On October 28, the last thematic hearing of the Inter-American Commission on Human Rights (IACHR) was held within the framework of the 185th regular period of sessions. On this occasion, the Commission heard for the first time civil society organizations present their complaints about the situation of religious freedom in the region, a problem that has been constantly overlooked by agencies during the evaluations of the state of human rights in the region. This was historic because it was the first time the IACHR granted a hearing on religious freedom.
Under the leadership of the International Institute for Religious Freedom (IIRF), the hearing was attended by a coalition of representatives of civil society belonging to a variety of religious and social backgrounds, who reported different forms of violation of religious freedom in constant expansion in the region and which should be addressed by the organization. One of these complaints refers to the situation of attention to religious freedom in the context of organized crime and armed conflicts in the region, a reality that has particularly affected countries such as Colombia, El Salvador, Haiti and Mexico.
Dennis P. Petri, the International Director of the IIRF has previously published about the relatively unknown interface of organized crime and Christian ministers.
During the hearing, the organizations further referred to the phenomenon of the increase in religious diversity, a situation that has visibilized the different violations of the religious freedom of indigenous communities and African communities. The organizations denounced cases of countries where discriminatory acts have been committed through regulations contrary to the American Convention on Human Rights, as has been observed in Mexico, El Salvador, Honduras, Costa Rica and Argentina, and especially the persecution of members of the Catholic Church by the government in Nicaragua.
The organizations that participated in the session were the International Institute for Religious Freedom (IIRF), the Observatory for Religious Freedom in Latin America (OLIRE), Clínica Jurídica de Interés Público y Derechos Humanos de la Universidad de La Sabana and Fundación Resiliencia Colombia, Red Latinoamericana y del Caribe por la Democracia (Redlad), Otros Cruces (Chile), Consejo Regional y Popular Indígena de Xpujil (Mexico), Conectas Direitos Humanos (Brazil), Organización de Desarrollo Étnico Comunitario (ODECO) (Honduras), ADF International, Consorcio Latinoamericano de Libertad Religiosa (CLLR), Centro Católico Multimedial (CCM), The International Center for Law and Religion Studies at BYU, Comisión Permanente de Derechos Humanos Internacional (Nicaragua), Conciencia Nacional por la Libertad Religiosa A. C., Consejo Argentino para la Libertad Religiosa, PRODECI Argentina and Centro Tomás Moro Bolivia.
“This hearing is important to evangelicals because they constitute the fastest growing and are among the most active religious groups on the Latin American continent. Many, though not all, religious freedom violations directly or indirectly affect evangelicals, and it is therefore important that their voice is heard at important supranational bodies like the InterAmerican Commission on Human Rights,” Petri commented.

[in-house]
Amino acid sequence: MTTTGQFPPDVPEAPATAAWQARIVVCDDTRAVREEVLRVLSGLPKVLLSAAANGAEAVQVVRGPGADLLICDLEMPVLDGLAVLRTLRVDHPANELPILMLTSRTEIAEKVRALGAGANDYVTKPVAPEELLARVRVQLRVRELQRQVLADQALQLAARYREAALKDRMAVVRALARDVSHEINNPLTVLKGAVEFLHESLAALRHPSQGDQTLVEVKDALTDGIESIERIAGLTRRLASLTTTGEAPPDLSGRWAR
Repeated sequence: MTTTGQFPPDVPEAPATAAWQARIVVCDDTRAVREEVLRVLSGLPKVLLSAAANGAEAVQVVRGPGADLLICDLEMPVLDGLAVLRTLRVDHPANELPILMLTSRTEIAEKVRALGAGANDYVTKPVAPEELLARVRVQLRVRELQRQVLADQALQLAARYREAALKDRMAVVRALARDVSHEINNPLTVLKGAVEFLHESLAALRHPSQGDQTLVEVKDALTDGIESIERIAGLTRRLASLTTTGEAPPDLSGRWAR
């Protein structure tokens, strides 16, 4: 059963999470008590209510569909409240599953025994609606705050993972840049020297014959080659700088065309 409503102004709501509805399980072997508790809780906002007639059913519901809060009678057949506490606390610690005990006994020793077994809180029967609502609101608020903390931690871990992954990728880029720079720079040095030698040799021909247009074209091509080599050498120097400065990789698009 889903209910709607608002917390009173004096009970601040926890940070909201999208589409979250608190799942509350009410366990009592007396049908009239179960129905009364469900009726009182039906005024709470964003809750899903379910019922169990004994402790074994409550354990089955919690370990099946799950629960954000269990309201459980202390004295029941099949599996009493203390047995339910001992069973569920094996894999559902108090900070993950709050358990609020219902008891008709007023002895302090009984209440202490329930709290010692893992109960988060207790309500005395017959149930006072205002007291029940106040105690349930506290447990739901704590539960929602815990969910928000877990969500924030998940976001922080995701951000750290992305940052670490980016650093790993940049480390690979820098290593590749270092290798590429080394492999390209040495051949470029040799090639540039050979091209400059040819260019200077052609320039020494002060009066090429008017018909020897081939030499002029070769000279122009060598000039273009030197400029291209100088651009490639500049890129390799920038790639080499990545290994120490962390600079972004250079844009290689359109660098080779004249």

“The IIRF is uniquely positioned to speak into the topic of religious freedom in Latin America because of its broad network in the region and the knowledge it has accumulated over time. True to its vocation to generate visibility about undetected religious freedom violations in non-Western countries, the IIRF and its partners had carried out much research in the region.
“Last month, a volume on International Negotiation was published by FLACSO Costa Rica, a leading social sciences university in the region founded by UNESCO. This volume, that was edited by IIRF’s CEO, discusses several important transformations in international relations and highlights religious actors as one of its new actors, religious freedom as one of its new themes and religious diplomacy as one of the new forms of diplomacy. This was a milestone because it’s the first that religious freedom was highlighted in a publication by this academic institution.
“In the long run, I hope that having placed the issue of religious freedom on the agenda of the InterAmerican Commission on Human Rights will lead to a more vigorous protection of the rights of religious groups in the region, with attention to all its dimensions and sensitivities. I also hope the commission will start to track religious freedom in its human rights reports, and perhaps one day appoint a special rapporteur on freedom of religion or belief.
“Although neither the national evangelical alliances nor the Latin Evangelical Alliances participated directly in the hearing, they are committed, through its Religious Liberty Commission that was officially created in October 2022 at its 9th General Asßsembly, to be actively involved in the promotion of religious freedom in the region.”
Link to video recording of the hearing: https://www.youtube.com/watch?v=mZcl98iJ7_E
The International Institute for Religious Freedom (IIRF), an initiative of the World Evangelical Alliance, was founded in 2007 with the mission to promote religious freedom for all faiths from an academic perspective. The IIRF aspires to be an authoritative voice on religious freedom. We provide reliable and unbiased data on religious freedom – beyond anecdotal evidence – to strengthen academic research on the topic and to inform public policy at all levels. For more information, visit iirf.global.